I have neglected this blog because I find it harder and harder to write anything sensible here.
This is almost entirely due to the state we in Britain find ourselves in. I think we are witnessing the final demolition of the British civic society built after the 1939-1945 war. That demolition project became explicit under Margaret Thatcher. It was then ramped up by a policy of ‘austerity’ largely designed to protect the interests of those for whom the only real world is that of finance. It is now coming to a head with the playing out of Brexit. When I hear some Tory politician dismiss the very real fears of families like ours with the phrase ‘project fear’ I have to accept, yet again, just how chronically warped our national psyche has become. The old class war has returned with a vengeance, with those with money and power using issues of religion (principally Islam), race, emigration and so-called ‘sovereignty’ vis-a-vis the EU, as the basis for stoking division and hatred as a way of distracting attention from the callousness and greed which their pursuit of their own self-interest is based.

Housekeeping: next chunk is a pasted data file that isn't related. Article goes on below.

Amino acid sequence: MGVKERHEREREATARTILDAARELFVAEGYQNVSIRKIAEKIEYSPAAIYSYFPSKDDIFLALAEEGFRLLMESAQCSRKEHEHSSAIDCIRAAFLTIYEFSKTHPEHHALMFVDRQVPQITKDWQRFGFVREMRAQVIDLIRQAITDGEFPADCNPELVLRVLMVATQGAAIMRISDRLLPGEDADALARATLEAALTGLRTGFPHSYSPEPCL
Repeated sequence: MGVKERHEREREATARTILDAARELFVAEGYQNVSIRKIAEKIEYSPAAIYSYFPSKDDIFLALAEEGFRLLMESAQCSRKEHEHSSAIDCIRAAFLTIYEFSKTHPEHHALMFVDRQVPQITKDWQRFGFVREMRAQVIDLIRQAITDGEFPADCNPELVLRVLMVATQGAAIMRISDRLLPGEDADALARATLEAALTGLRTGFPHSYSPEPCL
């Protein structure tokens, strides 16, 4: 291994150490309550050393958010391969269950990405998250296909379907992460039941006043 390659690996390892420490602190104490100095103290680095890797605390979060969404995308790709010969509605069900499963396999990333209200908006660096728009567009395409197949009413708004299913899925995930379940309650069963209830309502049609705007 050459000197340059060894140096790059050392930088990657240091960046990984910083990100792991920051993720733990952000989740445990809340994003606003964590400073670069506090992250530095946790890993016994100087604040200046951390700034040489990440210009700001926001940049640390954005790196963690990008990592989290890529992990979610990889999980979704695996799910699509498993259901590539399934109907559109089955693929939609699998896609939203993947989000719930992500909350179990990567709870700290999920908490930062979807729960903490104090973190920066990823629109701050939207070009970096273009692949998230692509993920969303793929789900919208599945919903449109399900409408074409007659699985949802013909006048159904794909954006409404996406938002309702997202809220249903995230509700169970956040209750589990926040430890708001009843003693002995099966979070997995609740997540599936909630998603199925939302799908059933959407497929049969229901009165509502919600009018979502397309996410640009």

Like many others, I continue to participate in finding alternatives to this situation and, in particular, am writing in support of those I know who are on the front line of the effort to create a more open, just, and sane society. But if I am honest it often seems hopeless. However, I try to continue to see as clearly as I can what is happening around me.
In this context, I have started to read Amitav Ghosh’s deeply insightful book The Great Derangement: Climate Change and the Unthinkable, which perfectly complements Bruno Latour’s Down to Earth: Politics in the New Climate Regime. Both will, I hope, help me to contribute in a more informed way to the climate change workshop I’m due to attend at NUI Galway in May. In the meantime, I work from day to day, remaining incredibly grateful for family and friends whose sense of outrage at our present situation keeps them rowing against the tide.